I started my career at Atomic Object about four months ago. During that time, I’ve needed to get up to speed on a tech stack where I only had bits and pieces of experience. I had to learn to navigate a far bigger project than anything I had worked on during my time in college.
Different libraries and parts of my project’s stack had varying levels of documentation, in terms of both quality and quantity. I discovered that, often, it was the open-source libraries put out by smaller teams of developers that presented me with the biggest challenges. In this post, I present some tips for getting familiar with a new library.
Read the Documentation
This tip is a bit of a no-brainer. It’s probably the same one you’ll get from any beginner programming guide. It also happens to be a great tip. A library’s documentation is, hopefully, the author’s best effort at pointing out the important “whats” and “whys” of their library. What problems does the library solve? How do you install it in your project? What does the API look like? What are some examples of its usage?
However, there are some pitfalls involved in documentation. One speed bump I hit was looking at documentation for the wrong version of a library. I was looking with frustration at one screen showing my code, and another with library documentation—completely confused about why the two didn’t align. Sometimes, I remedied the problem by tracking down the library website’s version dropdown. Other times, however, the up-to-date documentation simply wasn’t published. This leads to my next tip.
Read the Code
In the words of Ron Jeffries, “Code never lies, comments sometimes do.”
In a way, documentation is a project-wide comment. Comments can grow stale, be confusing, or fail to accurately capture the intent of the code they describe. Documentation can suffer from the same pitfalls.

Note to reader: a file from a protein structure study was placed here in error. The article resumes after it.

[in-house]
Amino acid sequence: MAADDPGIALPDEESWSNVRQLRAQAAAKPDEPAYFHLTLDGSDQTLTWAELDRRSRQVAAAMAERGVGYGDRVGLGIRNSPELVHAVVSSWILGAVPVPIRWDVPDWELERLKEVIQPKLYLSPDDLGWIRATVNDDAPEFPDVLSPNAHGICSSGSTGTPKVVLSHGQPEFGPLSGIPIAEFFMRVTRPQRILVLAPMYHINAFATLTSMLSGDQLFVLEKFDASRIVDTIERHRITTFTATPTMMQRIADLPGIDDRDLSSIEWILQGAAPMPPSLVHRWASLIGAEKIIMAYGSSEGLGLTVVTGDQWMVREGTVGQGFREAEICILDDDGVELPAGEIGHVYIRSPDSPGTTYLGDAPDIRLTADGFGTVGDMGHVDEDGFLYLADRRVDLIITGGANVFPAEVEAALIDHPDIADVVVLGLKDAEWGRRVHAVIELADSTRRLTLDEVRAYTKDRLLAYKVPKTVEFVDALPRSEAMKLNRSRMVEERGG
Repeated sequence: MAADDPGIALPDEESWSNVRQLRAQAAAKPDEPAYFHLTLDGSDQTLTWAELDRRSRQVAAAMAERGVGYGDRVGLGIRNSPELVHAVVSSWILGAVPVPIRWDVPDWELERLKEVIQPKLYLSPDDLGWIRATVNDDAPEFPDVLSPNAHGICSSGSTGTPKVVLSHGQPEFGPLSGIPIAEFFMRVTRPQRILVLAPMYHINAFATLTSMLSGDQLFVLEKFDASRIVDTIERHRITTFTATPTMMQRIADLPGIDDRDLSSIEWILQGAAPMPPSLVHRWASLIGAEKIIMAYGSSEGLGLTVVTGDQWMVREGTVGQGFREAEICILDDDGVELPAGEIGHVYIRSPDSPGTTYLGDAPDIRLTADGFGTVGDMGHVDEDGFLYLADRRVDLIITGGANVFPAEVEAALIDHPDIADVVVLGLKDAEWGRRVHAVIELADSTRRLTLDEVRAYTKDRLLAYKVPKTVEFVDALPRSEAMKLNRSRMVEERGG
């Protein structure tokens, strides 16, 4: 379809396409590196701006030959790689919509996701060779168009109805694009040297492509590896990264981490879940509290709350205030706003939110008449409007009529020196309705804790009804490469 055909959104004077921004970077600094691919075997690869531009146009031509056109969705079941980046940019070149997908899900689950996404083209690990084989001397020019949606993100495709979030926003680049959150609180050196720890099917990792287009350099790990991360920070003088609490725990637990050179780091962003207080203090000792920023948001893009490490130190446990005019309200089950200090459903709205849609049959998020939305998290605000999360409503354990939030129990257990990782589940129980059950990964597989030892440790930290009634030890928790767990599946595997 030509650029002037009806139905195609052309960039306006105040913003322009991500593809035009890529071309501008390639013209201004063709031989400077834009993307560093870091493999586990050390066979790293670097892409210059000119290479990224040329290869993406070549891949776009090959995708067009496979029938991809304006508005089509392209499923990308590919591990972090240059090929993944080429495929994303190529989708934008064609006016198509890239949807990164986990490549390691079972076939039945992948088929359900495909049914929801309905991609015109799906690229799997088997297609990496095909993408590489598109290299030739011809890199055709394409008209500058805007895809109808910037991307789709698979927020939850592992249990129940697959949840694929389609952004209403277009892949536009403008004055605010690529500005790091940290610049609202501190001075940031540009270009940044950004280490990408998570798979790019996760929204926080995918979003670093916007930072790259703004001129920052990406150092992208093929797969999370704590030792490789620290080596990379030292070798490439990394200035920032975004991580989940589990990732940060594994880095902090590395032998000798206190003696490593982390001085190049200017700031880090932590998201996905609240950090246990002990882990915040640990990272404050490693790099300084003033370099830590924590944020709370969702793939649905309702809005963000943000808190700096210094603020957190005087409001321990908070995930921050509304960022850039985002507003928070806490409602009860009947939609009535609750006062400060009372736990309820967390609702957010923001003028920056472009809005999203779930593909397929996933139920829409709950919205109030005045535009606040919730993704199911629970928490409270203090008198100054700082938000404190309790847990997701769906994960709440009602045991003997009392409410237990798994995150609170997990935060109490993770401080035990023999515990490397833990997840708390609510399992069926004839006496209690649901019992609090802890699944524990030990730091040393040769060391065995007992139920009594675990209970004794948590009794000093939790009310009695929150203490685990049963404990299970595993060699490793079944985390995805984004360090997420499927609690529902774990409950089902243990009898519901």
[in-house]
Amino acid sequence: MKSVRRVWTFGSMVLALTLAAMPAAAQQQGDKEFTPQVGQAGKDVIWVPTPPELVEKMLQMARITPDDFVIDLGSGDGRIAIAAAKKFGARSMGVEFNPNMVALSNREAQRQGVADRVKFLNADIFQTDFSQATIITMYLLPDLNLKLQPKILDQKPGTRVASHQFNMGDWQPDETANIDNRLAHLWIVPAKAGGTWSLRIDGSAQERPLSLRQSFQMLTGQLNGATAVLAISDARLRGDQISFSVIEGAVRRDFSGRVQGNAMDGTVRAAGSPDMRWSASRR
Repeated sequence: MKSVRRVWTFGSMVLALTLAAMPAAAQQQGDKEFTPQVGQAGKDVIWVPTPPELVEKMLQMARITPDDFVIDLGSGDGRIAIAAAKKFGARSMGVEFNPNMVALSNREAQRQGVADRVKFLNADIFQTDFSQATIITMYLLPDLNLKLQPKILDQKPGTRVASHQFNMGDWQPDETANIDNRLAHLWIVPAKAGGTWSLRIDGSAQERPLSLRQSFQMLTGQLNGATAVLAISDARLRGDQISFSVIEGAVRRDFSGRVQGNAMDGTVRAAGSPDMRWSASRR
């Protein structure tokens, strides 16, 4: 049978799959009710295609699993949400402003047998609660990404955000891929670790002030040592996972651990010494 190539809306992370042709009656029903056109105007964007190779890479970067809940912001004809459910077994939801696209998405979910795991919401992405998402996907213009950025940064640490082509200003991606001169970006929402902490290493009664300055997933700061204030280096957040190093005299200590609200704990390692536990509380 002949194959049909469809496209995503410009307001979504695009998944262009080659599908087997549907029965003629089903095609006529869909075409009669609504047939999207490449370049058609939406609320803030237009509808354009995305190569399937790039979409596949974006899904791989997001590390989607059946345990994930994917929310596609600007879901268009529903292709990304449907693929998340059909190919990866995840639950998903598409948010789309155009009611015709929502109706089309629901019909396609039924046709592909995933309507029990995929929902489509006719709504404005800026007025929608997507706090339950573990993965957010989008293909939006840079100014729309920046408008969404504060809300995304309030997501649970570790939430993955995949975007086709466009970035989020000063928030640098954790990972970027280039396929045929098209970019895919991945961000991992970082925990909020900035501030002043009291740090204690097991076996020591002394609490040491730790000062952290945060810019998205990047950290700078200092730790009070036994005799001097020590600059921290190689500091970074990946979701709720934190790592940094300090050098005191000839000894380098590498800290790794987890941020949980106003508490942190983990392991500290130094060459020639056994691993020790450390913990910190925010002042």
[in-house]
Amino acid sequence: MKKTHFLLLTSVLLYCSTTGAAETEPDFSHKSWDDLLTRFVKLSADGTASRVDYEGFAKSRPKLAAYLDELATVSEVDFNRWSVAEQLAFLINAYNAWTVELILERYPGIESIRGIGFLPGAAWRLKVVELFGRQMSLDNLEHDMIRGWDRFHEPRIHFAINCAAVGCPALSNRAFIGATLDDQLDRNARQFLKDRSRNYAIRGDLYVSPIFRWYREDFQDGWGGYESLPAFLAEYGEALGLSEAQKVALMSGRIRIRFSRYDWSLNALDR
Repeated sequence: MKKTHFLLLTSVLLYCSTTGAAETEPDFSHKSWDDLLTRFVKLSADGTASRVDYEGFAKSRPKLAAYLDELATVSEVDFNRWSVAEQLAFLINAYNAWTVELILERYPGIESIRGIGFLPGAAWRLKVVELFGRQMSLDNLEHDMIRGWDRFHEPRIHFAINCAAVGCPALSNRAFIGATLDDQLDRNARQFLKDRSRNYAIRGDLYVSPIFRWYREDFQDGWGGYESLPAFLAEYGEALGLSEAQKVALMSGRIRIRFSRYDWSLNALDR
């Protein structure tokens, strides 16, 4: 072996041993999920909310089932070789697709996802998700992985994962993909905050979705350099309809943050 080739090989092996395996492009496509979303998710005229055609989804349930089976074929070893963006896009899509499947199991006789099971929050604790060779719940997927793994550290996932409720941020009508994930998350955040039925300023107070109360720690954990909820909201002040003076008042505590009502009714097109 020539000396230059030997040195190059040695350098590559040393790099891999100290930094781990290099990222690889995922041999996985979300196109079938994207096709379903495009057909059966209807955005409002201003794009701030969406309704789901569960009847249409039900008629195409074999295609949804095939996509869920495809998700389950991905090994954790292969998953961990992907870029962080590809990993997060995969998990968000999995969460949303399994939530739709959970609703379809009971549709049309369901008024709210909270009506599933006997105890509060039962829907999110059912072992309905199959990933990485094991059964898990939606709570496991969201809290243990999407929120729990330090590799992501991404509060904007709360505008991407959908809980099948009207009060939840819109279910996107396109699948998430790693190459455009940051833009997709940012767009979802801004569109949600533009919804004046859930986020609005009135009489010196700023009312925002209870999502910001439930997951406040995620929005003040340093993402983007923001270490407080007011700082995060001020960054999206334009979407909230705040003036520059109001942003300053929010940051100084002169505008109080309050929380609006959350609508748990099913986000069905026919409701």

Sometimes, after reading through a page on a project’s API, I found myself more confused than when I started. But hopping into the code brought clarity through just a few lines. Other times, reading through the code itself exposed small bugs in the project or places where the code didn’t behave quite the way the documentation said it did.
Most importantly, though, reading through the source code of open-source projects is a learning opportunity in and of itself. Reading code is often harder than writing it, and any chance to sharpen that skill is worthwhile. Also, it exposes you to more than just your team’s code and gives you a chance to see how someone else approached a problem.
Pay Attention to GitHub
Finally, pay attention to the project’s GitHub repository. Getting used to moving around GitHub repos is an invaluable skill for using open-source projects effectively.
Often, looking through a project’s repo solved the problem of unpublished or out of date documentation. Projects usually have readme files or directories of documentation that are more up-to-date than the project’s website.
Other times, projects are simply too small to warrant a full website, so their GitHub repository is the single source of project info.
Most important, though, is the context a GitHub repository provides via issues and pull requests. Many times throughout the past few months, I have found solutions to the same problems I had in the issues tab. Issues and pull requests provide a place for interaction with the project’s authors.
When you’re getting up to speed on a new open-source library, the key is reading. Read any and every resource the authors provide, from documentation to GitHub comments to the source code itself. When you’re reading, prioritize material that gets at the intended usage, like examples and tutorials. And, for an extra learning boost, don’t be afraid to go straight to the source.